On June 26, 2016, I volunteered to help clean up a homeless camp. A homeless camp is an outdoor area where homeless people make tents for shelter. This homeless camp was in Wahiawa, Hawaii. Hawaii has a huge homeless problem for many reasons. One being that it is an island, so the homeless have no way of traveling. Every time I leave the gates of Schofield Barracks I see people standing on corners with signs asking for food, or saying that they will work for food. I sometimes stop and give some money, but cleaning up their shelter is more beneficial. Give them money and I can only hope and pray that they spend it on something wise.
It was a humbling experience cleaning up their community. I didn’t know what to expect because the most I’ve ever done for the homeless was give lunchboxes in the park. When we arrived at the camp, it was muddy from the rain, and you had to walk down a steep hill to get inside the camp. Some people slipped and fell carrying the heavy trash bags filled with God-knows-what up the hill. Standing on the hill was hard too. We made an assembly line, and I was placed in the middle of the hill, so it was hard for me to catch my footing on the slippery mud.
It felt like the trash just wouldn’t end. We started at 9:00 am and didn’t finish until 11:30 am. If you think sitting through a two hour and thirty-minute movie is a long time, then imagine cleaning up peoples’ buckets of feces, and bags filled with junk and roaches; I couldn’t wait for it to end.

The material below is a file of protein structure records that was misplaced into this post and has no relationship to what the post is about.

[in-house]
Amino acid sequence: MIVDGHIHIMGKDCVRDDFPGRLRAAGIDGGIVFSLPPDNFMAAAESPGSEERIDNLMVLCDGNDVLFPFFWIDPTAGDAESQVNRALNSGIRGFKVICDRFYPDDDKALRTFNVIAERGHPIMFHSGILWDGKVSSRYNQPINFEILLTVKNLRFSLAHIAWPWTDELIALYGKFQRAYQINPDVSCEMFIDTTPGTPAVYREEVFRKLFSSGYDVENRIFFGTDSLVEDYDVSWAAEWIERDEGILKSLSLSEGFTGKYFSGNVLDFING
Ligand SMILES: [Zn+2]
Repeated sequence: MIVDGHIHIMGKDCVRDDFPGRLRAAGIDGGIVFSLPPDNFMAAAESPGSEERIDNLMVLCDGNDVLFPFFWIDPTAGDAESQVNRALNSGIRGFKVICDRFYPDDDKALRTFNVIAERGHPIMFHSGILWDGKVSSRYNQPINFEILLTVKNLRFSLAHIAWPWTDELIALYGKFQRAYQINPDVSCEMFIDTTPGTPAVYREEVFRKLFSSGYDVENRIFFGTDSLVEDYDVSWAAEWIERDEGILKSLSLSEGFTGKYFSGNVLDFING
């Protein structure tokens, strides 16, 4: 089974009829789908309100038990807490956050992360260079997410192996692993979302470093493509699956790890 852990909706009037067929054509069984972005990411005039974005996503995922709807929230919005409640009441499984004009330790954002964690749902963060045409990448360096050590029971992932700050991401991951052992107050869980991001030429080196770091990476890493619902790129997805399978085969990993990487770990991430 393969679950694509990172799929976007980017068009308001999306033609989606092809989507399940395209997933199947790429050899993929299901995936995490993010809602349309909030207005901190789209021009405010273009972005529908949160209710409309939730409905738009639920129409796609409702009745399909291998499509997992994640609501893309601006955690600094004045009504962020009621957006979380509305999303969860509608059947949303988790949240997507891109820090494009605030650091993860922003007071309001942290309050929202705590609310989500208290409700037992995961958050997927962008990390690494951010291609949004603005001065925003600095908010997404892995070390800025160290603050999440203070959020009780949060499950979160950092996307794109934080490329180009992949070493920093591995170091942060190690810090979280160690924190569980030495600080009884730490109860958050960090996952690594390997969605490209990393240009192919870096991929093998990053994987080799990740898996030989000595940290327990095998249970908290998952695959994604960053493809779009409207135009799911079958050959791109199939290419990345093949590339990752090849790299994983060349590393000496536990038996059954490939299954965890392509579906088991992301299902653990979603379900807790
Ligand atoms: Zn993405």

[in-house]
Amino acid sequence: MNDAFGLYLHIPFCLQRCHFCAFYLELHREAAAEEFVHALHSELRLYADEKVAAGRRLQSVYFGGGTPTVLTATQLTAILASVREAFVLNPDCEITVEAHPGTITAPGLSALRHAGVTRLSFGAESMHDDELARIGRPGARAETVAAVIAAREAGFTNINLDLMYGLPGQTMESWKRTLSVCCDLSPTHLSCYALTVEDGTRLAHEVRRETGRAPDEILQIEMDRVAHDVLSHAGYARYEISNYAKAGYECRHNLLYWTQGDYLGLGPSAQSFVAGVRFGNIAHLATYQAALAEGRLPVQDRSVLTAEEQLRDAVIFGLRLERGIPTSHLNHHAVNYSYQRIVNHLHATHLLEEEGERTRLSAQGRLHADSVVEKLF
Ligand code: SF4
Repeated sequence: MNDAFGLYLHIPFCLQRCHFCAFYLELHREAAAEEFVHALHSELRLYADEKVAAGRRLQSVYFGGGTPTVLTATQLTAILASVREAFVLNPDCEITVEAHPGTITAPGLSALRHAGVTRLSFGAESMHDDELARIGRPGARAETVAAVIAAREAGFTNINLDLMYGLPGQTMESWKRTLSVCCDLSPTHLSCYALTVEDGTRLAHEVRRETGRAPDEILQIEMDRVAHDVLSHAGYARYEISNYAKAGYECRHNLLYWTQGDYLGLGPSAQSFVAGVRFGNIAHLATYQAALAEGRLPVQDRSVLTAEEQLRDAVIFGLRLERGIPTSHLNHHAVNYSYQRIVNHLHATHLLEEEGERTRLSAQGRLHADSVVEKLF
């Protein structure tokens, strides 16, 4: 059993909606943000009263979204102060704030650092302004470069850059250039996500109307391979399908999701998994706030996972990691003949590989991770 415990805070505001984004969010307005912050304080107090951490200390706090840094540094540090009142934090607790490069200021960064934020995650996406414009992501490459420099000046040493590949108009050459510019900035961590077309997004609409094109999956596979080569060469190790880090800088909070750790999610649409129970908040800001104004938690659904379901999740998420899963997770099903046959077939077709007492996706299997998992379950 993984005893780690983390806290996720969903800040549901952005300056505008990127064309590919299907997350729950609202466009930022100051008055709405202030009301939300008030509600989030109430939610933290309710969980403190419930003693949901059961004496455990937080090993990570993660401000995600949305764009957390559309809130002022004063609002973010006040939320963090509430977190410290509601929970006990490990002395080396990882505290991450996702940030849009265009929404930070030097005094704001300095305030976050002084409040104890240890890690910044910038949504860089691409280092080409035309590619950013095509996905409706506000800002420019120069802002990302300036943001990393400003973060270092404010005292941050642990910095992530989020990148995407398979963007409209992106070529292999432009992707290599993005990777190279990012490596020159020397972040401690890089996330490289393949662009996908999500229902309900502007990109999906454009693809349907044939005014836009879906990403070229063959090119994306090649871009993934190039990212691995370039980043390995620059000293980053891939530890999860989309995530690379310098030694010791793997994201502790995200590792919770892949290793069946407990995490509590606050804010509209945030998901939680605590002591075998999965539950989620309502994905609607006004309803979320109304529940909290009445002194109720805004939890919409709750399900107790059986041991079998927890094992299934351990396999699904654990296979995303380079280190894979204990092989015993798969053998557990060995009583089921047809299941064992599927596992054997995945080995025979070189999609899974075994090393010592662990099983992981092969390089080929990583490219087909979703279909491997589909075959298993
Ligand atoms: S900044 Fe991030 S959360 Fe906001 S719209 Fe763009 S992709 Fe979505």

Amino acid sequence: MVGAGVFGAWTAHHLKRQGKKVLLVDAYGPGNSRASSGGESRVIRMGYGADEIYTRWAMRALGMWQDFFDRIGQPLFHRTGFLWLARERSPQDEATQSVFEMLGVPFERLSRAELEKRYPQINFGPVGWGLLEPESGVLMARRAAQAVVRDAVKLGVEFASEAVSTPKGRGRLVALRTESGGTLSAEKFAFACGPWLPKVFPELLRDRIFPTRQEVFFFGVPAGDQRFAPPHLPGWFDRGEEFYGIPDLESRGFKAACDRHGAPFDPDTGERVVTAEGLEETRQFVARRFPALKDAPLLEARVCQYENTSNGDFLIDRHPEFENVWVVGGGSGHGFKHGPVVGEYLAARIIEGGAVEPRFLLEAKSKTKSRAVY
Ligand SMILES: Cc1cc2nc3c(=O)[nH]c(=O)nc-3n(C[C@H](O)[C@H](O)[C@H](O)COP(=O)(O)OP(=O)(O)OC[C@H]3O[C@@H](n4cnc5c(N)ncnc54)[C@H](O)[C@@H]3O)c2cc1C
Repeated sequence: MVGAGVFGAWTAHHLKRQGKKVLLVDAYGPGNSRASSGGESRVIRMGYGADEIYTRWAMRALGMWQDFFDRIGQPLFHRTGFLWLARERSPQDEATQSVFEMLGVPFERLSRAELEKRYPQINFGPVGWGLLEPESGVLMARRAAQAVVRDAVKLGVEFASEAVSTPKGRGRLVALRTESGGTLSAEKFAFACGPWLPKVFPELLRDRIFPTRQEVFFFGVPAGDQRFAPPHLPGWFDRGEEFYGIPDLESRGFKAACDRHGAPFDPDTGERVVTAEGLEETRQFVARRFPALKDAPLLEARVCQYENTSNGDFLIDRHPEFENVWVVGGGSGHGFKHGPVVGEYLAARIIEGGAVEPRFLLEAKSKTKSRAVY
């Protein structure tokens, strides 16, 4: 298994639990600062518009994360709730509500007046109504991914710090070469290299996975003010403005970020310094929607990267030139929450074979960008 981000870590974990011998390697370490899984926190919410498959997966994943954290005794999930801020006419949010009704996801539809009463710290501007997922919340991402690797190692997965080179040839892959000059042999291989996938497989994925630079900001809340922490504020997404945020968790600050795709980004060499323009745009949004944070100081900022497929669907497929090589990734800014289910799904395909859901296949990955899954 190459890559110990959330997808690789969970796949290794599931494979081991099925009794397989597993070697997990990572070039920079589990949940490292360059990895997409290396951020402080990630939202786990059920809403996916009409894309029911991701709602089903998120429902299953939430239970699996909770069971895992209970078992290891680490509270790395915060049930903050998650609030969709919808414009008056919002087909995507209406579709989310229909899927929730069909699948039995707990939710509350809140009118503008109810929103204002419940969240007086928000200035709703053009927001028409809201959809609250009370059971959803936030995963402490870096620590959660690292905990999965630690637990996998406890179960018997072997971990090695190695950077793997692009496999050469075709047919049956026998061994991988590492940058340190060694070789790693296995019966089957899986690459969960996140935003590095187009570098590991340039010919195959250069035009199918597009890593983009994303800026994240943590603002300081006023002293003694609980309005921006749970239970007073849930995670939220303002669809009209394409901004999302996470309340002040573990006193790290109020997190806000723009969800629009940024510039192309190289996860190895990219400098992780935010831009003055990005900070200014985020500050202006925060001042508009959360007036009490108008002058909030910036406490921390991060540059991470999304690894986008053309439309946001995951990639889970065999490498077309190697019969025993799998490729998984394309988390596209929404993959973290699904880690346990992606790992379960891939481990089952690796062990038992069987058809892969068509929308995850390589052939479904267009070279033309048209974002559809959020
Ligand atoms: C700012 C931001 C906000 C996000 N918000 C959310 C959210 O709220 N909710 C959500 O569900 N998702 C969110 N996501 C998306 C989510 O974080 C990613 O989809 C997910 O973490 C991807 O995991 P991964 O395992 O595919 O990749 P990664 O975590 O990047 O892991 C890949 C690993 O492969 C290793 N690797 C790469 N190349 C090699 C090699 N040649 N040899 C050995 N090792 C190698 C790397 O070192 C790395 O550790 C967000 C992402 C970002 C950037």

At one point I wondered what was the use of all this hard work when in a few months that camp would be filled with junk all over again. But, a friend corrected me, and I realized that until I am put in that position, I don’t know what kind of lifestyle I’ll live or how many possessions I will keep. It isn’t my place to judge why homeless people hoard, or how they became homeless in the first place. My job is to show compassion and help make a better living environment for them. Only God knows how they physically got there and where they are going spiritually.
Some people think by cleaning up their environment that we are enabling them to be homeless. Well, I don’t see any employers going down there with job applications so what else are we to do? It’s easier to assume that every homeless person got that way by addictions and laziness. That thought process helps us feel better driving by their camps every day ignoring the problem. It takes humility not to try to figure out which homeless person is a veteran and which one is a result of drug abuse. Cleaning up their camp is empowering the homeless and the community. You’d be surprised how much a helping hand and a kind word can change someone’s life more than just handing off a few dollars.